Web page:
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Toward a Cocaine Vaccine

A modified bacterial protein elicits a robust immune response against a cocaine-linked molecule in mice.

Jef Akst
Jef Akst

Jef Akst is managing editor of The Scientist, where she started as an intern in 2009 after receiving a master’s degree from Indiana University in April 2009 studying the mating behavior of seahorses.

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FLICKR, ACID PIXDecades of research into a vaccine that could help people stop using cocaine have had relatively little success, with none proving widely effective in fighting addiction. Perhaps the bacterial protein flagellin and a cocaine hapten called GNE could be the key, according to a study published last month (December 22) in Molecular Pharmaceutics.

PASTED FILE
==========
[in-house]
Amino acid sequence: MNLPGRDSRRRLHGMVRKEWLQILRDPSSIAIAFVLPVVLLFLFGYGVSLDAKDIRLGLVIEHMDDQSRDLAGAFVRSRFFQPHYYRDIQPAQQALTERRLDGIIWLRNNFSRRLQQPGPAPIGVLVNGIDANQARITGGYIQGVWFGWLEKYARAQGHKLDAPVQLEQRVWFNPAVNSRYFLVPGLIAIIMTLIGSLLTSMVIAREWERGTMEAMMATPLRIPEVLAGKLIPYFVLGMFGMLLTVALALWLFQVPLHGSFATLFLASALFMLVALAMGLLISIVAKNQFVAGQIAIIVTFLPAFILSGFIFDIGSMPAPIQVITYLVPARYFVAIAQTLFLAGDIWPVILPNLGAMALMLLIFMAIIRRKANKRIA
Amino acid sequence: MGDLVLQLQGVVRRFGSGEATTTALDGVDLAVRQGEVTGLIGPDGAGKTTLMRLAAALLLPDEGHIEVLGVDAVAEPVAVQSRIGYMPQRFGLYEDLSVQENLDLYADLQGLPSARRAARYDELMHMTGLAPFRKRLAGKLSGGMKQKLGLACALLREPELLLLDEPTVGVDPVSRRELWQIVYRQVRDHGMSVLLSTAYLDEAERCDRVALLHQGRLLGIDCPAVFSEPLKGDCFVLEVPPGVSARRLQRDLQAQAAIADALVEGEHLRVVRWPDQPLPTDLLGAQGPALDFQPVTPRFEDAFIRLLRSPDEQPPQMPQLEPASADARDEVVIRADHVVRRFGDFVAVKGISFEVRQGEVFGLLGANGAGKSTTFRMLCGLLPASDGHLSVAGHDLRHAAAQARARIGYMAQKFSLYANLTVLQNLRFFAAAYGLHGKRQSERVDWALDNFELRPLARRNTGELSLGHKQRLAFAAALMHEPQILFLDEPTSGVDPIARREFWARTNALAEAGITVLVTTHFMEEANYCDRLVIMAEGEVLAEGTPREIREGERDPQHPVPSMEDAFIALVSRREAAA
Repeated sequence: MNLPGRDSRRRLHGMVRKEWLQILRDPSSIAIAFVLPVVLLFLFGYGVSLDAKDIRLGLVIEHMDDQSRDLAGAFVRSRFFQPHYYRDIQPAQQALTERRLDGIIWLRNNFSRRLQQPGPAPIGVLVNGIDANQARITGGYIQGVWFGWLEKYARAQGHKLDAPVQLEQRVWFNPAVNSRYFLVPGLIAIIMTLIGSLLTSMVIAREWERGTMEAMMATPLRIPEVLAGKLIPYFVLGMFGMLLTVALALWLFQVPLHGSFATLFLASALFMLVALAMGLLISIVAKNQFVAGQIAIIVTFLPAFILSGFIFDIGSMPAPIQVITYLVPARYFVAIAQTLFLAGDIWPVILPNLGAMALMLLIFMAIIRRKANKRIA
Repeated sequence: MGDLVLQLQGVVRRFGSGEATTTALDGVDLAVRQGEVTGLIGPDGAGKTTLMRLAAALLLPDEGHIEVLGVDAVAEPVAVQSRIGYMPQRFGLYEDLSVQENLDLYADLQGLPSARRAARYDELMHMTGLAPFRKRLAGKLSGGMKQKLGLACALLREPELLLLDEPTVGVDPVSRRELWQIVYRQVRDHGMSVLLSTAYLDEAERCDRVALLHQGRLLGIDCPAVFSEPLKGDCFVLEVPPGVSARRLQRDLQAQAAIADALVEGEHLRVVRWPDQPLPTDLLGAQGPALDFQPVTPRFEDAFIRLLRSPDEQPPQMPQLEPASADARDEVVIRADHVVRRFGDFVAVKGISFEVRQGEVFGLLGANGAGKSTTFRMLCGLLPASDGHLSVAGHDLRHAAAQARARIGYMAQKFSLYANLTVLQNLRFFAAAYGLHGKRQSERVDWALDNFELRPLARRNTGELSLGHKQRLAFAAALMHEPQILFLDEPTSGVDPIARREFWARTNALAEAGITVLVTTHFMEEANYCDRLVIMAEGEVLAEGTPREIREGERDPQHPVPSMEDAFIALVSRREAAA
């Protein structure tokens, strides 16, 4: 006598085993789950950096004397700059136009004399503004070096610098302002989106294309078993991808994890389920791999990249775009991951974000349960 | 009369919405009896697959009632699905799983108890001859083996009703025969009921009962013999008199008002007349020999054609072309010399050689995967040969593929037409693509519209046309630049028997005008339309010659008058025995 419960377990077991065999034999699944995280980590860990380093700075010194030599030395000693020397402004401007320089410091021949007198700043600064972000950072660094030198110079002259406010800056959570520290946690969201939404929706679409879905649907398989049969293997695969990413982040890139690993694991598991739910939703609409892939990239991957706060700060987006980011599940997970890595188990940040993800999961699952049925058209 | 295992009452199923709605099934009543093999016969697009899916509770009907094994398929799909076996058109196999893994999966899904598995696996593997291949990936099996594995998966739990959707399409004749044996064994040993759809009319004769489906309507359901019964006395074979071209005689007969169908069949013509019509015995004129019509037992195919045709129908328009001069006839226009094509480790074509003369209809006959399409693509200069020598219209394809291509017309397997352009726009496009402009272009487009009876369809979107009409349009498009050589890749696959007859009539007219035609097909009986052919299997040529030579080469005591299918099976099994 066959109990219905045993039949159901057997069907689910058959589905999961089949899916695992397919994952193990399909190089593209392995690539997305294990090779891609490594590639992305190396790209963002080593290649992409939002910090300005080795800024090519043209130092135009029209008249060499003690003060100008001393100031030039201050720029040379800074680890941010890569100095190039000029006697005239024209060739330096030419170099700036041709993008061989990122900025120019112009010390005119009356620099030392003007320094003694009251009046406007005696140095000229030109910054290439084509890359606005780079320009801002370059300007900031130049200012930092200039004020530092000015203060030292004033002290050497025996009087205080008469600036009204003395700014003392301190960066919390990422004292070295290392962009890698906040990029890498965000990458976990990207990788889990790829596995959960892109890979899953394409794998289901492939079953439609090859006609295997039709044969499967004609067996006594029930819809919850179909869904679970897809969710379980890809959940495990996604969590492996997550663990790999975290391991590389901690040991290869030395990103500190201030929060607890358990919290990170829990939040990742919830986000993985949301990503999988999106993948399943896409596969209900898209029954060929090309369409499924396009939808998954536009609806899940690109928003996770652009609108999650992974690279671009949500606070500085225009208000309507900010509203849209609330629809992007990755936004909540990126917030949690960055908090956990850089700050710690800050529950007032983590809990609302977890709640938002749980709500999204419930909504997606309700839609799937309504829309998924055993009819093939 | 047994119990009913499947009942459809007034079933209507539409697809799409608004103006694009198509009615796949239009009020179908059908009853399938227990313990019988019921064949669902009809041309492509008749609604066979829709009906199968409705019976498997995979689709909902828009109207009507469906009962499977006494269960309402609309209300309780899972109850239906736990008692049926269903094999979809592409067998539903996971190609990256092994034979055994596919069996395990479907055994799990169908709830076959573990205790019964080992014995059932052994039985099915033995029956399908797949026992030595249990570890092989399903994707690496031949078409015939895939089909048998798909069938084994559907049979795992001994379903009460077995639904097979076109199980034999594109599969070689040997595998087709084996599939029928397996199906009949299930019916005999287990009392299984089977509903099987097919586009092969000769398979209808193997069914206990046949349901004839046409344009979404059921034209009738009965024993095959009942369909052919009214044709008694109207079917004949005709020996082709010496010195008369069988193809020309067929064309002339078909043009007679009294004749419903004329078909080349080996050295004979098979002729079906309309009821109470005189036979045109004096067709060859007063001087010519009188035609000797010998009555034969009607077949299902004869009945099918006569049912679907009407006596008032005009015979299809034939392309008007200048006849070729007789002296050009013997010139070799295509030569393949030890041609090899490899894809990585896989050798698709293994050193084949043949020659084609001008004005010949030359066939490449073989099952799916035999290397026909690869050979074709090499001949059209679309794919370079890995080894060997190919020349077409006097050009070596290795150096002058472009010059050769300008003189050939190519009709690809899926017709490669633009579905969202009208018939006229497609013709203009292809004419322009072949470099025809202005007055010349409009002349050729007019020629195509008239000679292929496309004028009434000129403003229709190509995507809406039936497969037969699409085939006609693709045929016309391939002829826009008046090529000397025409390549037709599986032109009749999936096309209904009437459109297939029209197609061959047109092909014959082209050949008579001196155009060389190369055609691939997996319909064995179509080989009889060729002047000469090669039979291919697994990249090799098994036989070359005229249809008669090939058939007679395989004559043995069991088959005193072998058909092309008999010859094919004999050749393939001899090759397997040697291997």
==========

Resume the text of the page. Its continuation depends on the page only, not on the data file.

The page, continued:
Kim Janda of Scripps Research Institute and his colleagues developed a modified recombinant flagellin protein that displayed GNE. When injected into mice, the conjugate molecule elicited dose-dependent expression of anti-GNE antibodies.

“This work represents a new avenue for exploration in the use of hapten-flagellin conjugates to elicit antihapten immune responses,” the researchers wrote in their report.

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